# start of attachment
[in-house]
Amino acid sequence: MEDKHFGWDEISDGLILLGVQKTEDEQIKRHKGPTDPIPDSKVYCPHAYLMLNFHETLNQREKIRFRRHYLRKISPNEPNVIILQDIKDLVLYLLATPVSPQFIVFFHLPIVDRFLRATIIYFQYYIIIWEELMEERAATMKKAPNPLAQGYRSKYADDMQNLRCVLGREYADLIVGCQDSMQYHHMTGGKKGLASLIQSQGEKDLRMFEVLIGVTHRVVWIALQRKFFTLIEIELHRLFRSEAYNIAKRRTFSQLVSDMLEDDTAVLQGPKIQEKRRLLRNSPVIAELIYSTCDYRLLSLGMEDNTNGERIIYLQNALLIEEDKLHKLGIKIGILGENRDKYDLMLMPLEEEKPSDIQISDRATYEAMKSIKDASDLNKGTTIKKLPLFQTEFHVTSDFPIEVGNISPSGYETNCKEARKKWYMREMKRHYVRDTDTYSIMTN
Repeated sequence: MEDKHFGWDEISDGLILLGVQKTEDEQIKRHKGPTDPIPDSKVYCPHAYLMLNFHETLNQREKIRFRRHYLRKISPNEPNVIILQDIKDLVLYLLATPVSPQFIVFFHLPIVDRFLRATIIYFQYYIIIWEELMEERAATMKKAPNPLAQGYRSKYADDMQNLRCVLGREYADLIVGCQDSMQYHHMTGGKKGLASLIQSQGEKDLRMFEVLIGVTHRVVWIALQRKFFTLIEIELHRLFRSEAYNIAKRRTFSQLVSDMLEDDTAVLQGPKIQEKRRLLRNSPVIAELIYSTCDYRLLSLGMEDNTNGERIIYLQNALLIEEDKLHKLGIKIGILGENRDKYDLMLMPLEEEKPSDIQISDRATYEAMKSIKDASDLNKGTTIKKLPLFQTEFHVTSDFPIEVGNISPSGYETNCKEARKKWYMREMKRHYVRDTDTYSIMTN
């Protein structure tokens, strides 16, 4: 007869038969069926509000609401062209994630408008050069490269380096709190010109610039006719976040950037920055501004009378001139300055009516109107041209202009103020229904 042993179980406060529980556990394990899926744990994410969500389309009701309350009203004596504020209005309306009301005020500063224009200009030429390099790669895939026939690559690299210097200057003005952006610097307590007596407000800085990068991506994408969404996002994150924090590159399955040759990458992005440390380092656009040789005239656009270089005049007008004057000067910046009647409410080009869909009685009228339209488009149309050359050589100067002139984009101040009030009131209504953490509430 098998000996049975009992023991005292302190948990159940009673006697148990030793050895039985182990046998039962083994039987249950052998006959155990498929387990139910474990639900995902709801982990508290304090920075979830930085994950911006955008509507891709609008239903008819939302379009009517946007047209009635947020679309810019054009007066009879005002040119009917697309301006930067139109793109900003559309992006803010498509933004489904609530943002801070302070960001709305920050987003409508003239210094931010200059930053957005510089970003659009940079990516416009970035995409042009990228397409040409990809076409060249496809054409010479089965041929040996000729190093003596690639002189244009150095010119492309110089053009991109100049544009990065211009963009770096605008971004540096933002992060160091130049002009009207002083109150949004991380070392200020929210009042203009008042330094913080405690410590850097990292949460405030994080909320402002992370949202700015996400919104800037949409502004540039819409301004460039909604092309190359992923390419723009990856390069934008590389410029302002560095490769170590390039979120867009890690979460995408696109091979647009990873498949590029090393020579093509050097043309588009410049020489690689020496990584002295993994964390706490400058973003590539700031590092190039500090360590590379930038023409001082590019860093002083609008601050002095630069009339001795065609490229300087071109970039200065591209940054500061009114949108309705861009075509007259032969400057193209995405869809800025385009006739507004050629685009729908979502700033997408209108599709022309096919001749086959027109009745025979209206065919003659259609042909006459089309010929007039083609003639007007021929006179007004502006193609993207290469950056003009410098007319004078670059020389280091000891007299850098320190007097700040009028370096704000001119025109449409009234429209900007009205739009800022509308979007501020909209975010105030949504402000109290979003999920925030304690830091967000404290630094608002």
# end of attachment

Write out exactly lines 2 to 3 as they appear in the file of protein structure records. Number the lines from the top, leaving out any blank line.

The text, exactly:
Amino acid sequence: MEDKHFGWDEISDGLILLGVQKTEDEQIKRHKGPTDPIPDSKVYCPHAYLMLNFHETLNQREKIRFRRHYLRKISPNEPNVIILQDIKDLVLYLLATPVSPQFIVFFHLPIVDRFLRATIIYFQYYIIIWEELMEERAATMKKAPNPLAQGYRSKYADDMQNLRCVLGREYADLIVGCQDSMQYHHMTGGKKGLASLIQSQGEKDLRMFEVLIGVTHRVVWIALQRKFFTLIEIELHRLFRSEAYNIAKRRTFSQLVSDMLEDDTAVLQGPKIQEKRRLLRNSPVIAELIYSTCDYRLLSLGMEDNTNGERIIYLQNALLIEEDKLHKLGIKIGILGENRDKYDLMLMPLEEEKPSDIQISDRATYEAMKSIKDASDLNKGTTIKKLPLFQTEFHVTSDFPIEVGNISPSGYETNCKEARKKWYMREMKRHYVRDTDTYSIMTN
Repeated sequence: MEDKHFGWDEISDGLILLGVQKTEDEQIKRHKGPTDPIPDSKVYCPHAYLMLNFHETLNQREKIRFRRHYLRKISPNEPNVIILQDIKDLVLYLLATPVSPQFIVFFHLPIVDRFLRATIIYFQYYIIIWEELMEERAATMKKAPNPLAQGYRSKYADDMQNLRCVLGREYADLIVGCQDSMQYHHMTGGKKGLASLIQSQGEKDLRMFEVLIGVTHRVVWIALQRKFFTLIEIELHRLFRSEAYNIAKRRTFSQLVSDMLEDDTAVLQGPKIQEKRRLLRNSPVIAELIYSTCDYRLLSLGMEDNTNGERIIYLQNALLIEEDKLHKLGIKIGILGENRDKYDLMLMPLEEEKPSDIQISDRATYEAMKSIKDASDLNKGTTIKKLPLFQTEFHVTSDFPIEVGNISPSGYETNCKEARKKWYMREMKRHYVRDTDTYSIMTN